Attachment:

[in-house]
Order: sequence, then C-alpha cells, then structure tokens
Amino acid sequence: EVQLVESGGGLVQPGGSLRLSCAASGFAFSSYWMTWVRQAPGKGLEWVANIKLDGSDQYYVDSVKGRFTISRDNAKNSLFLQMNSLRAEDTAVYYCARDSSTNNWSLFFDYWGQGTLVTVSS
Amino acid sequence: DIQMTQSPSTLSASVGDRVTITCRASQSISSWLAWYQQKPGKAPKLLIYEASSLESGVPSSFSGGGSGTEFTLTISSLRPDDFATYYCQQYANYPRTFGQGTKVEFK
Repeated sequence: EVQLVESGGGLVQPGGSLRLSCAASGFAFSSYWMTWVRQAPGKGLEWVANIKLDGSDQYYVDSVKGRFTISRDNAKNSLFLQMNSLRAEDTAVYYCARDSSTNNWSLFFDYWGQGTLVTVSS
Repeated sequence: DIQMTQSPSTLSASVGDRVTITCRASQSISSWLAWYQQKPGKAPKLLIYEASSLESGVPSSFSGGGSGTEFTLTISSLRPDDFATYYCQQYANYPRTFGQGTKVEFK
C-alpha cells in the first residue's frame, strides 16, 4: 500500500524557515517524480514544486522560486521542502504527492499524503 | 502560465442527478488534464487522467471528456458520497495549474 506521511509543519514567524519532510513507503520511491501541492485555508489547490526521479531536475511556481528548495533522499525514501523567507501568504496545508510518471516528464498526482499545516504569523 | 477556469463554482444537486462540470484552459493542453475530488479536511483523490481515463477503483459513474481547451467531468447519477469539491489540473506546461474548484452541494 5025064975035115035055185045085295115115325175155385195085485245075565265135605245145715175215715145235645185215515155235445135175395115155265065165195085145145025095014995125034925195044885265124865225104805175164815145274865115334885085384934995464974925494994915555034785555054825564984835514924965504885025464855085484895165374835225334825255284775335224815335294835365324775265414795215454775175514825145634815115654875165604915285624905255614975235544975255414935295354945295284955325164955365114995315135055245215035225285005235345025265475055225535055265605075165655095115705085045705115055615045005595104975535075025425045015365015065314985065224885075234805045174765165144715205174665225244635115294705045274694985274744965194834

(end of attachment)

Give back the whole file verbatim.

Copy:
[in-house]
Order: sequence, then C-alpha cells, then structure tokens
Amino acid sequence: EVQLVESGGGLVQPGGSLRLSCAASGFAFSSYWMTWVRQAPGKGLEWVANIKLDGSDQYYVDSVKGRFTISRDNAKNSLFLQMNSLRAEDTAVYYCARDSSTNNWSLFFDYWGQGTLVTVSS
Amino acid sequence: DIQMTQSPSTLSASVGDRVTITCRASQSISSWLAWYQQKPGKAPKLLIYEASSLESGVPSSFSGGGSGTEFTLTISSLRPDDFATYYCQQYANYPRTFGQGTKVEFK
Repeated sequence: EVQLVESGGGLVQPGGSLRLSCAASGFAFSSYWMTWVRQAPGKGLEWVANIKLDGSDQYYVDSVKGRFTISRDNAKNSLFLQMNSLRAEDTAVYYCARDSSTNNWSLFFDYWGQGTLVTVSS
Repeated sequence: DIQMTQSPSTLSASVGDRVTITCRASQSISSWLAWYQQKPGKAPKLLIYEASSLESGVPSSFSGGGSGTEFTLTISSLRPDDFATYYCQQYANYPRTFGQGTKVEFK
C-alpha cells in the first residue's frame, strides 16, 4: 500500500524557515517524480514544486522560486521542502504527492499524503 | 502560465442527478488534464487522467471528456458520497495549474 506521511509543519514567524519532510513507503520511491501541492485555508489547490526521479531536475511556481528548495533522499525514501523567507501568504496545508510518471516528464498526482499545516504569523 | 477556469463554482444537486462540470484552459493542453475530488479536511483523490481515463477503483459513474481547451467531468447519477469539491489540473506546461474548484452541494 5025064975035115035055185045085295115115325175155385195085485245075565265135605245145715175215715145235645185215515155235445135175395115155265065165195085145145025095014995125034925195044885265124865225104805175164815145274865115334885085384934995464974925494994915555034785555054825564984835514924965504885025464855085484895165374835225334825255284775335224815335294835365324775265414795215454775175514825145634815115654875165604915285624905255614975235544975255414935295354945295284955325164955365114995315135055245215035225285005235345025265475055225535055265605075165655095115705085045705115055615045005595104975535075025425045015365015065314985065224885075234805045174765165144715205174665225244635115294705045274694985274744965194834